I feel incredibly fortunate to have experienced the event at all because despite arriving twenty minutes early, I was too late to buy tickets at the door! I know, I know... I should have purchased an advanced ticket, but this event was so hot even those had sold out the week prior. It was disappointing to be turned away, but then someone piped up suggesting I stick around just in case there was a no-show at the last minute. I could hear upstairs that the venue was getting pretty full already, but I had a feeling it would be worth the wait. After all one of my favourite YouTubers, Toni Daley, was on the panel and I was pumped to see her in person. Luckily the event organizers were able to squeeze me in literally at the last second, and they even had some free lipbalm left!
When I got upstairs, I was pleasantly surprised by how funky the venue was. Harlem Restaurant (on Richmond and Church) has an eclectic and casual vibe to it. The stage area looks a bit like Graffiti Alley -vibrant hues of different paints, random cables strewn on door hooks, and exposed brick walls. Much to everyone's enjoyment the bar was fully stocked and there were original paintings of natural hair hung around the room for us to feast our eyes on.
The panel itself was lighthearted yet thought-provoking. Monique (or Mo for short) did an awesome job of gently guiding the conversation from general subjects like what constitutes a protective style to more serious issues about hair envy, hair type discrimination, and self-love. It was enlightening to hear the panelists describe their personal experiences. Some views I could identify with, others I hadn't considered before. At one point the discussion turned to whether or not women who wear weaves 24/7 are purposefully hiding their natural hair out of shame or embarrassment. This was particularly interesting to me, because lately I've been trying to avoid using extension hair and instead celebrate what my Mama gave me. To this, Toni Daley made a solid point. She paralleled the use of weaves to wearing makeup.
[Paraphrased] Some people wear makeup only to fancy occasions. Others wear it whenever they leave the house. And then there are those who wear makeup even when they're in their house all day. It's a personal choice. You can't say I don't love my skin just because I wear makeup, just as you can't say I don't love my hair if I wear weaves all the time.
Celebrity hairstylist Janet Jackson admitted she's all about the weave life because of the ease and effortlessness it affords her. She cited the difficulty of managing her own natural hair (which extends past her shoulders) when she has to be up as early as 3:00 AM for work, and that weaves are the best way for her to save time in her busy schedule and still look professional. Even though I've never had anything against weaves (I've been known to rock one on occasion), hearing what she had to say gave me a new appreciation for what other naturalistas go through.
One of the coolest things about the panel was — as far as I could tell — no two ladies had the exact same curl pattern. There was everything from famous vlogger Natural Neiicey's luscious, loose curls to the wonderfully kinkier coils of curly hair specialists Keina Morgan and Nicky Splinta. That variety gave a definite credibility and approachability to the event. It felt inclusive and honest, which I think is crucial for the natural hair community.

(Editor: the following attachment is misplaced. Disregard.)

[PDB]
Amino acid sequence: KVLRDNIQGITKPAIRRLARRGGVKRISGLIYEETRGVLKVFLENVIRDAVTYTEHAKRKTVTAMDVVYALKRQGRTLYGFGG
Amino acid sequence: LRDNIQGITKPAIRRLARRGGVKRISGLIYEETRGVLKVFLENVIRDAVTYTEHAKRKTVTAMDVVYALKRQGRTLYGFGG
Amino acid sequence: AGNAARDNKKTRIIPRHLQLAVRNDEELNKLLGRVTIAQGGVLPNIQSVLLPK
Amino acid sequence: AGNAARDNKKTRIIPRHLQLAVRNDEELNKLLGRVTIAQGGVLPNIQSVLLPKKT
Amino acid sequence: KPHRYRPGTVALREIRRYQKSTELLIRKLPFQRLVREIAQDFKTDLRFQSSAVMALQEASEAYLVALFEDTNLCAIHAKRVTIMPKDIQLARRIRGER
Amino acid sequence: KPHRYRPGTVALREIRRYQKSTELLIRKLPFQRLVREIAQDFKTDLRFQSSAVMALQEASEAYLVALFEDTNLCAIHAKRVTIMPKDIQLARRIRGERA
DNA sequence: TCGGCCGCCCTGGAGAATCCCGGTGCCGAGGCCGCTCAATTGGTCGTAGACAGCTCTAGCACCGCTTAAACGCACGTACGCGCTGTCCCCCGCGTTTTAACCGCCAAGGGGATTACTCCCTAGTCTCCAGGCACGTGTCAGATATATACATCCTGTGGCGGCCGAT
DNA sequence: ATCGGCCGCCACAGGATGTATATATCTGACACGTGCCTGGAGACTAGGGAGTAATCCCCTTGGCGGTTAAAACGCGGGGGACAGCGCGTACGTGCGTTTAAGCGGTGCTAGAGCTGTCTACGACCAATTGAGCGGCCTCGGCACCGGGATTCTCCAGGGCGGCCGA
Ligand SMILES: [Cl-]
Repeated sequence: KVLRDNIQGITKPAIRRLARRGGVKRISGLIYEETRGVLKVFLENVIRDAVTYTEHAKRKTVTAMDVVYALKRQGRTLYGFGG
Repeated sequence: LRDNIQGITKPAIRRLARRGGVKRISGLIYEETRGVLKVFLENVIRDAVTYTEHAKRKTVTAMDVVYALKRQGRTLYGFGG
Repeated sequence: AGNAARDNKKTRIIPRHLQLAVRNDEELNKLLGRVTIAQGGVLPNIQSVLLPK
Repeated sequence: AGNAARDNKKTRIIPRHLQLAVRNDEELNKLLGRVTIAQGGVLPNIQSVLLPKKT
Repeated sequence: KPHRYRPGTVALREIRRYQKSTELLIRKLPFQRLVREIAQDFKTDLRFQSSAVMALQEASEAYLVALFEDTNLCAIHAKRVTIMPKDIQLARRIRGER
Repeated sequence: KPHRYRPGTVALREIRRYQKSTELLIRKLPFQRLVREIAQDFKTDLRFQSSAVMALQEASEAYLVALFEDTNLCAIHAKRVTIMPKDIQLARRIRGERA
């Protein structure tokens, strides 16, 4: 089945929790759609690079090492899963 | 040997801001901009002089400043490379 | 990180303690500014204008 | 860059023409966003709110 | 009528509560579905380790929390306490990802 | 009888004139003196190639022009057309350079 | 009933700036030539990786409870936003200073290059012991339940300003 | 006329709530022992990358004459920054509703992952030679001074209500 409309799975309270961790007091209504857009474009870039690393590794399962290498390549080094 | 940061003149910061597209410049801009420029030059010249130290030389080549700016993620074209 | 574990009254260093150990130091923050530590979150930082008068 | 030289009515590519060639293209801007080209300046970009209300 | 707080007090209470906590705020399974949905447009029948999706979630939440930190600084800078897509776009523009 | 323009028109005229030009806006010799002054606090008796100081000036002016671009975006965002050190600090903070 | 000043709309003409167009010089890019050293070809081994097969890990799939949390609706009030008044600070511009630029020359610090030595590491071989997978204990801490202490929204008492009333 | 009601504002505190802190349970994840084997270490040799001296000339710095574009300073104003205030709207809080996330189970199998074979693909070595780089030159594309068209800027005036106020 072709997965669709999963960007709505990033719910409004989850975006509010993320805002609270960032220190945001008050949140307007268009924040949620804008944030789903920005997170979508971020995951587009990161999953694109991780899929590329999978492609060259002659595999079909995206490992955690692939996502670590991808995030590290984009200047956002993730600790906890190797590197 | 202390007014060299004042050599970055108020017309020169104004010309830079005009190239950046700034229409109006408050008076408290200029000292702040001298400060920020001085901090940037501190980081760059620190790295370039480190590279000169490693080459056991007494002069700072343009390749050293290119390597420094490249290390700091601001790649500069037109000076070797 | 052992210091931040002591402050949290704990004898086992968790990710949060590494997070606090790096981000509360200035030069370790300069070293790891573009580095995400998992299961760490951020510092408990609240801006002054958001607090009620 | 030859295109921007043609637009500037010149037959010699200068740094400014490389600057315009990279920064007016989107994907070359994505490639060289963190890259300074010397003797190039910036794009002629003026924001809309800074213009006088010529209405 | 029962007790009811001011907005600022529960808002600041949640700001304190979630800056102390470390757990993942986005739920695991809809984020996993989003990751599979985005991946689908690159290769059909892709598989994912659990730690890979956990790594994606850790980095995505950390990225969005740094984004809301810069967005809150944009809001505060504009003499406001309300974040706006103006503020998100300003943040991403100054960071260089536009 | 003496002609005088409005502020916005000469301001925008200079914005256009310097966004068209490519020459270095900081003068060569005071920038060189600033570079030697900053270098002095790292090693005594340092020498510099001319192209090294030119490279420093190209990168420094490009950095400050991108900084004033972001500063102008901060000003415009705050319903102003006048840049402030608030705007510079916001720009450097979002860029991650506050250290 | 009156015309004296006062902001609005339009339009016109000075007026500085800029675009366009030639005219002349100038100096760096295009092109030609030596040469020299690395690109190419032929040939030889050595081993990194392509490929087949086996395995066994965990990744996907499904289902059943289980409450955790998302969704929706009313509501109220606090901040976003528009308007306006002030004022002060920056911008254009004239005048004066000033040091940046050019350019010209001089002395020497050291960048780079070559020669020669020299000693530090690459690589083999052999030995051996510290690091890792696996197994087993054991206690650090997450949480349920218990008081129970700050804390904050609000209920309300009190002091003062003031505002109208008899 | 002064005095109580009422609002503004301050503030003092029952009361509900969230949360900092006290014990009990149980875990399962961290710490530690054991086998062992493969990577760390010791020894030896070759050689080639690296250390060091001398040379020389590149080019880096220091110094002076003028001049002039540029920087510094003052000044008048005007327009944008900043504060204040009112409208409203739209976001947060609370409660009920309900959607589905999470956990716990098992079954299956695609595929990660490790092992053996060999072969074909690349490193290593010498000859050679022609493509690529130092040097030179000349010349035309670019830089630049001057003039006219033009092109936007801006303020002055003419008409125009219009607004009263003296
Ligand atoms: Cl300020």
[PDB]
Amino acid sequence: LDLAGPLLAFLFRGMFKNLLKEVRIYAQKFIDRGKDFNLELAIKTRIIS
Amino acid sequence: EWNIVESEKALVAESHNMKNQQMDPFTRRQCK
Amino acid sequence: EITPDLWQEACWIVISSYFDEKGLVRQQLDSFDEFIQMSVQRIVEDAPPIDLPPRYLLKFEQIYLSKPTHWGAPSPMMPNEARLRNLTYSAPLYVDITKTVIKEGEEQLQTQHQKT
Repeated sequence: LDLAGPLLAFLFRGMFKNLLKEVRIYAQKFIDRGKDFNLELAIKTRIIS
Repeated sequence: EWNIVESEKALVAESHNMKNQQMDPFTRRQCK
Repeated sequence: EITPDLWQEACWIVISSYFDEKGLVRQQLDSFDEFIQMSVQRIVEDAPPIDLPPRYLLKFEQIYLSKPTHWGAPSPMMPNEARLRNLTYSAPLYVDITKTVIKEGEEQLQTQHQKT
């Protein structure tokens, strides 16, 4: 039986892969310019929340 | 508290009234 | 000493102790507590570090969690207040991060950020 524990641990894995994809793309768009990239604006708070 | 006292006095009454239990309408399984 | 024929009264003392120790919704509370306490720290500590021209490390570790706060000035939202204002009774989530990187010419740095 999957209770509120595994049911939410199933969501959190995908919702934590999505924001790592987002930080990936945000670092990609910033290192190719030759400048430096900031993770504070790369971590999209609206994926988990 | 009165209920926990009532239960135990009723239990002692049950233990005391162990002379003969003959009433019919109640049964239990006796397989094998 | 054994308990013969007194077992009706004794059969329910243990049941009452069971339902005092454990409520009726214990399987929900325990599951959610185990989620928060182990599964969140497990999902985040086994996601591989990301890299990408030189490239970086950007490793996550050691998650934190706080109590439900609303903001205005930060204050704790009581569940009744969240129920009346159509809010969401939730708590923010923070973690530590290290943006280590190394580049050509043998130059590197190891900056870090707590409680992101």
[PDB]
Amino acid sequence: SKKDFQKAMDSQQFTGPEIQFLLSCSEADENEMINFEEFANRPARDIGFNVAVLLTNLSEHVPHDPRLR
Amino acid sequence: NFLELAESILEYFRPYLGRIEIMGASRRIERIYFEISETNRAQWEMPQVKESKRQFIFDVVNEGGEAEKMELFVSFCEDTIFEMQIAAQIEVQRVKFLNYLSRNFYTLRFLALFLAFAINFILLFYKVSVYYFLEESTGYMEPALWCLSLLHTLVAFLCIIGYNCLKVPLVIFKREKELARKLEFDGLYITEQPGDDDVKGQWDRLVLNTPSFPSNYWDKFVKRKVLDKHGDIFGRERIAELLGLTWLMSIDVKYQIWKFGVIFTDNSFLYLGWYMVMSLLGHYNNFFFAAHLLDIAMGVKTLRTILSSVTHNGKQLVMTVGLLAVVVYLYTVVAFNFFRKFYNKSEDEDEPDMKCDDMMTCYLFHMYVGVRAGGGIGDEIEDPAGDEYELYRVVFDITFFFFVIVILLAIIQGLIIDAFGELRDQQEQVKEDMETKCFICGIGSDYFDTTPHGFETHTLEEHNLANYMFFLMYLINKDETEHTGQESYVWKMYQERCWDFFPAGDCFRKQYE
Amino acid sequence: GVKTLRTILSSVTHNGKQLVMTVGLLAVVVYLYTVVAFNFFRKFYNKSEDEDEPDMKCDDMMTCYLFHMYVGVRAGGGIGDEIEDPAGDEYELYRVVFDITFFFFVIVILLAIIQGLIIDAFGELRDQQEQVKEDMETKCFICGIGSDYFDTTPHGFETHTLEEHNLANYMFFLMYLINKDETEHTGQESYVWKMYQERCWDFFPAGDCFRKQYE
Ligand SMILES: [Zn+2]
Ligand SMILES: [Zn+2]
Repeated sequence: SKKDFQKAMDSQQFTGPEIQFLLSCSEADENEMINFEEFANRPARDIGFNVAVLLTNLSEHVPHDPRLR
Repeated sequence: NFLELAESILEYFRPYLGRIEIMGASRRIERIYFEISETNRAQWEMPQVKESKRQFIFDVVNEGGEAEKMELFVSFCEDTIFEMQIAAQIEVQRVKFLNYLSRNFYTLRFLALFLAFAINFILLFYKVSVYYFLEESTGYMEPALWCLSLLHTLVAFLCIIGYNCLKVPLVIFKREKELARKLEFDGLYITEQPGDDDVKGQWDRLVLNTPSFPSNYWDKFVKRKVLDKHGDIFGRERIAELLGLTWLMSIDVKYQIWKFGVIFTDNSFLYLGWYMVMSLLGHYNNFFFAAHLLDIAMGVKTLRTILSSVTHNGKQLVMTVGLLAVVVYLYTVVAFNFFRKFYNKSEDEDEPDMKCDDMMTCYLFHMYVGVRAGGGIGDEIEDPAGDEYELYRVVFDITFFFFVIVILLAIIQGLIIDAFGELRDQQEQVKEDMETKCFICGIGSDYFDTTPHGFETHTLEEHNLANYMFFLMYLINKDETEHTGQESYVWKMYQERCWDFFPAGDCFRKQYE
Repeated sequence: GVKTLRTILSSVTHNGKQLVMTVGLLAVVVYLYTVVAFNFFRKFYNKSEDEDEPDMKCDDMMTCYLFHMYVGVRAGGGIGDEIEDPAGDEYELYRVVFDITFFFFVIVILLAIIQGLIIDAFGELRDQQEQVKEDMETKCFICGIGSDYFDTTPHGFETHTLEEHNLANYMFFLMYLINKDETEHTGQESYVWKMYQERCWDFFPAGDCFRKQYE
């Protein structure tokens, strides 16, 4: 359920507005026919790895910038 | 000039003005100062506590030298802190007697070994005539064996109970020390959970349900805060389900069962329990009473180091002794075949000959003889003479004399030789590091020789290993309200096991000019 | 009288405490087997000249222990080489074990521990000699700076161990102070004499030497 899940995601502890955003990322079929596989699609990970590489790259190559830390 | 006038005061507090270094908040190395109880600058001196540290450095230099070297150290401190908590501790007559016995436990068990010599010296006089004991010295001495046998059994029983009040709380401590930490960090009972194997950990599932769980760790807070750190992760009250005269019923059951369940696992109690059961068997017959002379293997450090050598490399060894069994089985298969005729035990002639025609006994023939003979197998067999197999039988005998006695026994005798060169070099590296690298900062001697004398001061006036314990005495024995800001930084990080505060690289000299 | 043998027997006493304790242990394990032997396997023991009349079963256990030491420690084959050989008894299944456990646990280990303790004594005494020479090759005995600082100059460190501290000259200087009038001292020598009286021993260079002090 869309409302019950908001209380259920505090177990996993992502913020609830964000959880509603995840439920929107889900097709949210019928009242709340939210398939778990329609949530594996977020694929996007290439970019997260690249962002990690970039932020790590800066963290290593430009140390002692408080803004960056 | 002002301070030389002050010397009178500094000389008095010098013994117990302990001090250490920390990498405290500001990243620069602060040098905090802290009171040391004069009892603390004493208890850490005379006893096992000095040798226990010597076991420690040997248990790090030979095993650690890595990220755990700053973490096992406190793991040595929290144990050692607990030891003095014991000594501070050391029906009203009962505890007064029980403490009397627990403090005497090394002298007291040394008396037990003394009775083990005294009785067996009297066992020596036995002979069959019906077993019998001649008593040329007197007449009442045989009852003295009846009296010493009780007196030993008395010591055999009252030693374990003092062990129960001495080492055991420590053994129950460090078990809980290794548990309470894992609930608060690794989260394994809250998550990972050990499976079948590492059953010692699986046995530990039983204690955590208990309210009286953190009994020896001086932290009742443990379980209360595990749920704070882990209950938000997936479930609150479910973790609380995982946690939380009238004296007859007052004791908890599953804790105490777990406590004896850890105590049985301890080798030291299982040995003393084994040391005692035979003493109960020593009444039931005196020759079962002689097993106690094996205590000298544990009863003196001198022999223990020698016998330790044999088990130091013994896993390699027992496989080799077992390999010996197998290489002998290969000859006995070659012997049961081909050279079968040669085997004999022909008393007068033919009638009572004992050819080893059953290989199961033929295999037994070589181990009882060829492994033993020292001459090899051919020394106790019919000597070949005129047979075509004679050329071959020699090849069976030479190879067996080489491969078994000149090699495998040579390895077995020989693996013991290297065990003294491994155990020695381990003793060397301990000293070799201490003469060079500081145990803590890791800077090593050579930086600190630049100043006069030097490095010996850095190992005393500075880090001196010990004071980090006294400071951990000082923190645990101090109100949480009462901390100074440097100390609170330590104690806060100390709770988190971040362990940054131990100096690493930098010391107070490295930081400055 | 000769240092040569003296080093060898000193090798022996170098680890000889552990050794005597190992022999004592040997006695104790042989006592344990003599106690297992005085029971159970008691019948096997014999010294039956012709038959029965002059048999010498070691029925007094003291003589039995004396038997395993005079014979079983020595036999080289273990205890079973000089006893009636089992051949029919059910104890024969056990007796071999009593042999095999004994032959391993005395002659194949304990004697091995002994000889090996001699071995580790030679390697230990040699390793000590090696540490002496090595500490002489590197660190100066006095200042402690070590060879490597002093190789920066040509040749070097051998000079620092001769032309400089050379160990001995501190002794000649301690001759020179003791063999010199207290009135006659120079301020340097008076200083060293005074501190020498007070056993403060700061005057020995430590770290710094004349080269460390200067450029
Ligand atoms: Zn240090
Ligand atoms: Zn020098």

Then came the best part: FREE PRIZES! I was impressed by how many goodie bags Toronto Naturals had sourced for the prize draws. There were so many sponsors the giveaways just kept rolling. For once in my life I had a winning ticket in hand and landed a highly coveted gift basket from Rainbow Kisses Cosmetics! It contained two striking lipsticks (one in plum, the other a deep metallic turquoise) and a gift card. Hilariously enough, after collecting my prize two different people come up to me asking if I really wanted to keep the lipstick and if we could work out some sort of trade! Rainbow Kisses is just that good!
Despite lasting about three hours, the meetup seemed to fly by. Before I knew it the panel had concluded and everyone was encouraged to network around the room. I was glad to have the opportunity to catch up with my hairstylist Glenna Sandy who has had my back since I moved to Toronto and was helpless managing my own hair. I also got to fangirl Toni Daley and chat with her about the amazing movement she started, the #SupportASista campaign that encourages people to shop locally and support women-led, Black-owned companies. Janet Murphy of Roots to Curls was there too. She explained to me how exciting the last few months have been as she and her long-time friend and business partner have worked hard to get Roots to Curls off the ground.
Overall, it was really inspiring to be surrounded by so many independent, successful, and forward-thinking Black women! Big thanks to Toronto Naturals for continuing to host events like this. Can't wait for the next one!
Have you attended any natural hair events lately? Share your experience with me in a comment below!